Moscow - Russia's parliament is expected to ratify on Tuesday an agreement to join the World Trade Organisation (WTO) in a move that will push Moscow to open up its economy.
Russia, the largest economy outside the global trade organisation, has spent 18 years trying to negotiate its entry into the body. Now that the talks are over, the Russian government, which has strongly advocated the entry, is facing criticism from many businesses and opposition politicians that the WTO membership would hurt domestic producers by flooding the market with cheaper imports.
Activists including several dozen Communist Party deputies staged a protest outside the State Duma (lower house of the Russian parliament) on Tuesday morning to protest Russia's accession, which is considered a done deal since the Duma is controlled by President Vladimir Putin's party.
"The WTO is death to Russia!” one of the posters held by a protester.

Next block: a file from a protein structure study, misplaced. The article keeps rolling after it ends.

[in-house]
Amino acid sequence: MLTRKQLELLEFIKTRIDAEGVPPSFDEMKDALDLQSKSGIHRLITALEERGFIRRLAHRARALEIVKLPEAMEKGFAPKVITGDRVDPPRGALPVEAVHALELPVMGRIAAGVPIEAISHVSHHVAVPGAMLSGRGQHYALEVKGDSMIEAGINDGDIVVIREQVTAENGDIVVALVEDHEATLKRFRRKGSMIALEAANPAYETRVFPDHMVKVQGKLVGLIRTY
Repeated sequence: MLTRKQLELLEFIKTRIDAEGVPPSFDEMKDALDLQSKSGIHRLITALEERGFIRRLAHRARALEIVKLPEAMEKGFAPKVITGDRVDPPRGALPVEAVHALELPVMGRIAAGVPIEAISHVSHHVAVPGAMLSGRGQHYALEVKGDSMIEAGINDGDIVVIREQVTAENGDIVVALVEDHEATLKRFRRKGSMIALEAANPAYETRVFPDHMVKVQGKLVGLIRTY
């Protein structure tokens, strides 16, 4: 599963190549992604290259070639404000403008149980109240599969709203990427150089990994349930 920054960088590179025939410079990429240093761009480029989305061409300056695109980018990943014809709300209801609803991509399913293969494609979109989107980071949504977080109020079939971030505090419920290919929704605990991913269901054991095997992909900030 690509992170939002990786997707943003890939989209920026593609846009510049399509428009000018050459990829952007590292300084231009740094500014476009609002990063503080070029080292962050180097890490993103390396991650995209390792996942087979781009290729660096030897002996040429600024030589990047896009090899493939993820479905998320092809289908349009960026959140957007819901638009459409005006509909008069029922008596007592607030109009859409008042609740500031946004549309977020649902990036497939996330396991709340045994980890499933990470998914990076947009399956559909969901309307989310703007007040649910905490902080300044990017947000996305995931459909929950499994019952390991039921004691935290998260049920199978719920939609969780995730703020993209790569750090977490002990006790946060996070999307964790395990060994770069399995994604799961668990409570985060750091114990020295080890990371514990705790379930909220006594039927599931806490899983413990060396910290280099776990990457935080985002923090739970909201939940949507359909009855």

Thousands of Russian businesses are wary that the low import duties and caps on subsidies that are a condition of joining the WTO will hurt their businesses. The government, however, insists that the WTO rules will help weed out inefficient players from the market and make Russian companies and their products more competitive abroad.
Russia's Economic Development Minister Andrei Belousov sought to play down those fears in a debate with lawmakers on Tuesday.
He said that the government would still be able to prop up agriculture and machinery companies with subsidies and businesses would have five to seven years before Russia cuts down duties and subsidies to WTO-assigned levels.
"Who would want to invest in a country which wouldn't play by international rules?" Belousov said at the Duma hearing. "The WTO is a guarantee that Russian business will have the same rules to go by at home and abroad."
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